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  • Khushboo Pareek

Researchers develop blood test to spot early markers for dementia



Researchers in China have developed a blood test capable of predicting the risk of dementia more than a decade before its clinical diagnosis.


The study, published in Nature Aging, identified biological markers for dementia in blood samples obtained from over 50,000 healthy volunteers participating in the UK Biobank project.


Researchers took blood samples from 52,645 UK adults without dementia, froze them between 2006 and 2010, and analysed them 10 to 15 years later. Among them, over 1,400 participants later developed dementia.


Dementia is a progressive decline in cognitive function affecting memory, thinking, and behaviour.


"Dementia progresses slowly from the asymptomatic stage to a fully expressed clinical syndrome over many years. Because no effective therapy is currently available, correctly determining whether a person will progress to dementia in the near future has become a public health priority," read the study, conducted at Shanghai Medical College of Fudan University in China, among other facilities.


According to the study, blood analysis of participants revealed patterns of four proteins indicating the onset of dementia, including Alzheimer's and vascular dementia, in older adults.


Combined with traditional risk factors, the approach predicted dementia with 90 per cent accuracy, nearly 15 years in advance, researchers claimed.

"We aim to develop this into a screening kit for NHS (National Health Service) use," Prof Jianfeng Feng, affiliated with the University of Warwick and Fudan University in China, told The Guardian.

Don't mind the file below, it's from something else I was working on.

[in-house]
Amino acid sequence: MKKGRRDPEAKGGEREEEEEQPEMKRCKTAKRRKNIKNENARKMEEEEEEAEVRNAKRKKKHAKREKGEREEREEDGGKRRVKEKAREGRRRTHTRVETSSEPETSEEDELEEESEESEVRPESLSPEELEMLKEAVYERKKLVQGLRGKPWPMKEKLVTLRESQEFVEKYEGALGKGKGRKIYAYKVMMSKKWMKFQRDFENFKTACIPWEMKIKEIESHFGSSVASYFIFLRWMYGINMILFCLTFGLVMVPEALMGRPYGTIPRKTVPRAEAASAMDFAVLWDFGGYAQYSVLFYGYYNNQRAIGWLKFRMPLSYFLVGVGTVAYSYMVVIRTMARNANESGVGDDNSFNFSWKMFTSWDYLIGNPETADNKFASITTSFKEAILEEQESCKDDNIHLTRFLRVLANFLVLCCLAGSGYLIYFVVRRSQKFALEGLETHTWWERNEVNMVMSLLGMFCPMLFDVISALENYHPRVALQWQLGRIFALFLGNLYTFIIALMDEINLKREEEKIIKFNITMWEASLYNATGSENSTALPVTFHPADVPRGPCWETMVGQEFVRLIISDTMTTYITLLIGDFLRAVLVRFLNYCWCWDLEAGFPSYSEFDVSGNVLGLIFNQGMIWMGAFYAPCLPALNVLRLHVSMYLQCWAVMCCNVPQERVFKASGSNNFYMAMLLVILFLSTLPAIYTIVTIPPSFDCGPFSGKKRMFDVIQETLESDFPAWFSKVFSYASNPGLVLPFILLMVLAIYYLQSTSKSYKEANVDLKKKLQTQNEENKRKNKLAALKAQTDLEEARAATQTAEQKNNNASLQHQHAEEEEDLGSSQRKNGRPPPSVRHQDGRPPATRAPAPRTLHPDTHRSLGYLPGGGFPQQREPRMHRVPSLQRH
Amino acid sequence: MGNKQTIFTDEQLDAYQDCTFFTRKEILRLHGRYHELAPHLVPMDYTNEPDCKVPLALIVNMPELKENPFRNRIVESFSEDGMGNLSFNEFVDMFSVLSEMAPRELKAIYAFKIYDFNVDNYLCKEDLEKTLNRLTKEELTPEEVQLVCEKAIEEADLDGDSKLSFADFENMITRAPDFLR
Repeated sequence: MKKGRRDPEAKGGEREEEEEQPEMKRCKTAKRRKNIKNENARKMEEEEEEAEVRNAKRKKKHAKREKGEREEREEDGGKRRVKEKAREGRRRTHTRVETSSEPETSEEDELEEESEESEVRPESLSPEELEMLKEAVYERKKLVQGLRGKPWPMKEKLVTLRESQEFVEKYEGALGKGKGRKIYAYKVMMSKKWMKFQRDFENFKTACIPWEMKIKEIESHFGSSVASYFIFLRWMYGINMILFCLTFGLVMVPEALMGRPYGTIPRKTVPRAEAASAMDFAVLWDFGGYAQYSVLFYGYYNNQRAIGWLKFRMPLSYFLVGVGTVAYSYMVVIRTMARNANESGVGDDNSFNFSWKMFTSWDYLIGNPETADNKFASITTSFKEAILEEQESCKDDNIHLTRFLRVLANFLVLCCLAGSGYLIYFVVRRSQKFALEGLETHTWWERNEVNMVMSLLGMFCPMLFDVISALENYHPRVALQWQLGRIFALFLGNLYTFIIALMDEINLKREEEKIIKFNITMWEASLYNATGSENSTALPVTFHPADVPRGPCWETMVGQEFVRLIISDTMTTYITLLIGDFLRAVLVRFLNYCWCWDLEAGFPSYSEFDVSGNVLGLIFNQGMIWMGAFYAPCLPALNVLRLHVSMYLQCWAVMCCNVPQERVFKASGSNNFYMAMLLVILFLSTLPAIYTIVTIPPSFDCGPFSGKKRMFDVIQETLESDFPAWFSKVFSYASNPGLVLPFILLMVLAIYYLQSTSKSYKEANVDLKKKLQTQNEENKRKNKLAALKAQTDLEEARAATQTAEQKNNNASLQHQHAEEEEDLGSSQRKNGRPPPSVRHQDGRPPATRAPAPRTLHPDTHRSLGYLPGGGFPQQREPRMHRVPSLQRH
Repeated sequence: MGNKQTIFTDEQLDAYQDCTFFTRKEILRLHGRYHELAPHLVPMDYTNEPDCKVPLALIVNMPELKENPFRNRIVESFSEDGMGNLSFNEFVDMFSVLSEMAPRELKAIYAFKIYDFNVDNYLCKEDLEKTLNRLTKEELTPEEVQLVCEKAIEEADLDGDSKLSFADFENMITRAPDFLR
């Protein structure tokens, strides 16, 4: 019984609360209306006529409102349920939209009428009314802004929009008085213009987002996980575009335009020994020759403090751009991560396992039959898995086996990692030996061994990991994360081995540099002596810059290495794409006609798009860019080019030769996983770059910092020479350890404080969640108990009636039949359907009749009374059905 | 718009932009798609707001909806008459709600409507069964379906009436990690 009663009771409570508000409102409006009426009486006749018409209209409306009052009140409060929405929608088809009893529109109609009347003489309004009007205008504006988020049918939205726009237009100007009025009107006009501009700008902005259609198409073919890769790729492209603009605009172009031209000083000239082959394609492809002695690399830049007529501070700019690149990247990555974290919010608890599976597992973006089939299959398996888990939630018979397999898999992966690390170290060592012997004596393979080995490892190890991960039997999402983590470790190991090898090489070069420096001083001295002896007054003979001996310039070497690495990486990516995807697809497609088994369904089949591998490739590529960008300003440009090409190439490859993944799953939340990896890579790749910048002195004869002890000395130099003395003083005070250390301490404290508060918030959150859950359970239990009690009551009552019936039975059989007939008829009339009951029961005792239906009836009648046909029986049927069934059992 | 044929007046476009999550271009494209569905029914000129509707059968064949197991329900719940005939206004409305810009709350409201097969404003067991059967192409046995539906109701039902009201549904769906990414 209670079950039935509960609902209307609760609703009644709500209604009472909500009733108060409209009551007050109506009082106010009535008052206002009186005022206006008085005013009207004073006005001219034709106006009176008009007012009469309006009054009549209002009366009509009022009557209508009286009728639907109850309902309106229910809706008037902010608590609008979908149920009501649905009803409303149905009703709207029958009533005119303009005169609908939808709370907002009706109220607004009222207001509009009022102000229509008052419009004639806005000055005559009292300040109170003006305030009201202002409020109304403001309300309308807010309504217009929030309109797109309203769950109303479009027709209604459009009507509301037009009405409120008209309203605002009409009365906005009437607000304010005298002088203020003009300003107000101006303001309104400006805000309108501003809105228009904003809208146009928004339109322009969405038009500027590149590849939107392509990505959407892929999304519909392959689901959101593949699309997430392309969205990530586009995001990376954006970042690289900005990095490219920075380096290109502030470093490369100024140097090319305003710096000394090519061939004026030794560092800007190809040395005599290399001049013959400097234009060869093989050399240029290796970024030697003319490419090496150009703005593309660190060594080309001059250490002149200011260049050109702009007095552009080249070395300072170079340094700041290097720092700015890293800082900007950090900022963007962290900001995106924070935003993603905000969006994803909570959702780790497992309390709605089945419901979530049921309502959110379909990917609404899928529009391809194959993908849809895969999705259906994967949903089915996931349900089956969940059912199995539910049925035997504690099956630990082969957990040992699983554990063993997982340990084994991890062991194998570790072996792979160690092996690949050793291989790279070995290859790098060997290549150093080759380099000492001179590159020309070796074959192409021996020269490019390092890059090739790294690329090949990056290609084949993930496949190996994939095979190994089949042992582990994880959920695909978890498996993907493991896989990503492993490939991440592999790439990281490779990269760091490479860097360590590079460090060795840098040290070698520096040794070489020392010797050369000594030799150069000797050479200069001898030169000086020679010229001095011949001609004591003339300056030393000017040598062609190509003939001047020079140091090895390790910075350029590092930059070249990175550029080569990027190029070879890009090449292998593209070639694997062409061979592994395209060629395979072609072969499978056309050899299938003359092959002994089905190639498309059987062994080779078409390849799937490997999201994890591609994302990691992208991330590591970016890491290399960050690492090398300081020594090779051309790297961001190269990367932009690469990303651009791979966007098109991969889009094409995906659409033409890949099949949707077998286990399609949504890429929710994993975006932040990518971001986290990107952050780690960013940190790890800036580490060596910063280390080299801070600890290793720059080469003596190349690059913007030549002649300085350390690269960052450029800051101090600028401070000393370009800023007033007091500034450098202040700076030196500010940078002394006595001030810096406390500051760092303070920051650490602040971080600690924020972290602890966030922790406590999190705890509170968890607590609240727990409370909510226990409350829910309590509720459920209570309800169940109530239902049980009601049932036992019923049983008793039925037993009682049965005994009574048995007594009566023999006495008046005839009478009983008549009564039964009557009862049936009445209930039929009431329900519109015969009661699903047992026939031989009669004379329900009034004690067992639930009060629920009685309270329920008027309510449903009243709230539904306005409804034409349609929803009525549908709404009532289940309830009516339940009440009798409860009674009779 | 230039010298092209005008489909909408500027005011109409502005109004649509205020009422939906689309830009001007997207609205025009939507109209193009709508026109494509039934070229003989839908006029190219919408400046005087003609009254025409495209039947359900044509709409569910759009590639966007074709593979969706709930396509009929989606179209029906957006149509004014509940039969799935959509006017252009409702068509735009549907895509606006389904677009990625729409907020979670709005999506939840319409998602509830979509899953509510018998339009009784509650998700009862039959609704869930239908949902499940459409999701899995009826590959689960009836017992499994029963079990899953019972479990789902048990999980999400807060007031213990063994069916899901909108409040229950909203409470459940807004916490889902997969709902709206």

Early confirmation of Alzheimer's is crucial for potential benefits from new drugs like lecanemab and donanemab, pending UK regulatory approval. The National Institute for Health and Care Excellence will assess their cost-effectiveness for NHS use, the paper said.


Patients must have early-stage Alzheimer's confirmed to receive these drugs targeting amyloid protein, a hallmark of the disease.


Efforts are underway to create and introduce easy blood tests for Alzheimer's diagnosis. Despite swift diagnosis, challenges persist. The new drugs require biweekly infusions, and due to possible severe side effects, patients need regular MRI scans to monitor brain health.


Dr Sheona Scales, the director of research at Alzheimer's Research UK, said, "This new study adds to the growing body of evidence that looking at levels of certain proteins in the blood of healthy people could accurately predict dementia before symptoms develop."


She emphasised the necessity for further studies to gauge the effectiveness of such tests in diverse populations. "Even when tests show promise in studies like this, they still need to go through regulatory approval before they can be used in a health care setting."

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